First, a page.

The Tomb of Nefertari
Sponsors: The Egyptian Antiquities Organization (EAO), the Getty Conservation Institute (GCI), and Boston University’s Center for Remote Sensing (BU/CRS).
The tomb is that of the favorite wife of Pharaoh Ramses the Great, who ruled Egypt for 67 years (1304-1237 BC). When it was unearthed in 1904 by an Italian expedition, it had lost some of its magnificent wall painting because of salt crystallization behind the plaster layer on which the artisans had applied the paint. Fear of further damage resulted in the closing of the tomb to visitors for the past 50 years.
The objective of the study was to establish the origin of the water that had caused the mobilization of salt and its recrystallization in order to recommend a treatment to conserve the paintings. Dr. Farouk El-Baz planned the application of remote-sensing methods and techniques to:
- Map the region in the immediate vicinity of the tomb for the establishment of a hydrologic model of the area;
- Establish whether the deterioration was a onetime event or a continuous process;
- Study the state of various segments of the tomb’s walls to locate areas needing emergency treatment.
To establish the drainage pattern in the Valley of the Queens, where the tomb exists, an image obtained by Landsat was studied. It showed the fracture pattern in the region and revealed that a two-kilometer long escarpment separated the valley from the main plateau to the west. This setting allowed the study of the hydrology of the Valley of the Queens as a separate unit. The basic topographic features of the area had been shown in a French map made in 1926. Additional details were mapped by Swiss Air Photo from balloon and aircraft photographs. Also, profiles of dry valleys and hill slopes were obtained through the help of Earthwatch volunteers. All such data were integrated in the computer-generated hydrologic model of the area.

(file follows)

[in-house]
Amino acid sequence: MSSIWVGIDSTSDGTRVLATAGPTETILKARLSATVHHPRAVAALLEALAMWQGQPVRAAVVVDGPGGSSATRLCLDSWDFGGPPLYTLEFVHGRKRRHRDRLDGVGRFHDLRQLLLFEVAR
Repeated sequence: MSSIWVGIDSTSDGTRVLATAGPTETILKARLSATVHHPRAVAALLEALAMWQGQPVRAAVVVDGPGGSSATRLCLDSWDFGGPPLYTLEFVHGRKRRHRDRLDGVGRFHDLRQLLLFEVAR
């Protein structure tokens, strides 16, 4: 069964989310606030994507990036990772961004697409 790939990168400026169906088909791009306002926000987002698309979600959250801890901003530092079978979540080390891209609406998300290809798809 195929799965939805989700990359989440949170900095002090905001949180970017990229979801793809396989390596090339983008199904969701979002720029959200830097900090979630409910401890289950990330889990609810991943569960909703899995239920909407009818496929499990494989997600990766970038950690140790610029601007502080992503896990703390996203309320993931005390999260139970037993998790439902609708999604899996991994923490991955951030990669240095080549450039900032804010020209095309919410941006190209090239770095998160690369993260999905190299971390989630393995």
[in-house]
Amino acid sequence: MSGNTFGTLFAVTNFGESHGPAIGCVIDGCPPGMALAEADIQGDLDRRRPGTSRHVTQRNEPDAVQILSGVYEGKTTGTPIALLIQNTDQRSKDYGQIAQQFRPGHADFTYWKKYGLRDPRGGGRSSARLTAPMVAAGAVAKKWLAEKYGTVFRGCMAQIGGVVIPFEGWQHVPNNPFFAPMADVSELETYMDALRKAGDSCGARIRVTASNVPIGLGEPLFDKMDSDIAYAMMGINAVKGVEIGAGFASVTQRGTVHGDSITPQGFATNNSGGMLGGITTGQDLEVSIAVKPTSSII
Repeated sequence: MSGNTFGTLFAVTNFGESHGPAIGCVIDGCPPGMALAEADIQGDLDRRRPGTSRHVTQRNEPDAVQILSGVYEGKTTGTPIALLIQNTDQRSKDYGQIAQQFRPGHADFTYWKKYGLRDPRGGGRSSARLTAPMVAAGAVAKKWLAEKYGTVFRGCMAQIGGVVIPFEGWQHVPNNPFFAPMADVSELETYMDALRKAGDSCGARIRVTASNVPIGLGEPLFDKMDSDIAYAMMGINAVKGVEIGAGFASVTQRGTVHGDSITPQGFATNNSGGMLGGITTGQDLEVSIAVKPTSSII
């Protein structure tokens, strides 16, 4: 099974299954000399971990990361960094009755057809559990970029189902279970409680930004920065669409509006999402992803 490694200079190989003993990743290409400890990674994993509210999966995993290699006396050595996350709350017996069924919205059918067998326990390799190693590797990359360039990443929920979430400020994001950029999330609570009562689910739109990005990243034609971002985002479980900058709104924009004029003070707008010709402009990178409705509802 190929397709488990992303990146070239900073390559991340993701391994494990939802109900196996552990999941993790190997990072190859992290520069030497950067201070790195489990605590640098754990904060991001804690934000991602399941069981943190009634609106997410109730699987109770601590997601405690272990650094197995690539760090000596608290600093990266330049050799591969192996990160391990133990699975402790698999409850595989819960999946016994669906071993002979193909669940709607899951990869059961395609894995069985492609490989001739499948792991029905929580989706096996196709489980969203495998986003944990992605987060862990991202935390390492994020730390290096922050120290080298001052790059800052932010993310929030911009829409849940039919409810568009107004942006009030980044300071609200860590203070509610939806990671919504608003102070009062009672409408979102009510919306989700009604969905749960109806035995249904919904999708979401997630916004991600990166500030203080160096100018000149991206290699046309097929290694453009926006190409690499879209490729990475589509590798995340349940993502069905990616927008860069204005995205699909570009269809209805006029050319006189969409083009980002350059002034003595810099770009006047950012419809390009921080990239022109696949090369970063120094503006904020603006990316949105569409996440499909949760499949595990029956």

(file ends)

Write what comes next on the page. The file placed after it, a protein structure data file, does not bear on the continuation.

To establish the sequence of the deterioration of the wall paintings overtime, the author and his colleagues used software that was designed to aid in the study of Landsat images. Photographs of the same wall taken at different times were digitally compared. This indicated that the recent deterioration was mostly physical rather than chemical—pieces that were already separate had fallen down with advanced age. On the basis of this information, it seems unlikely that the chemical deterioration has continued to this day.
The study of the state of various parts of the wall was done with multispectral photography. Instruments were used to obtain photographs in visible, near-infrared, and ultraviolet light. These images indicated which parts of the wall had deteriorated without visible signs. Pockets of air or salt not visible to the human eye were detected and helped in locating areas that required emergency conservation.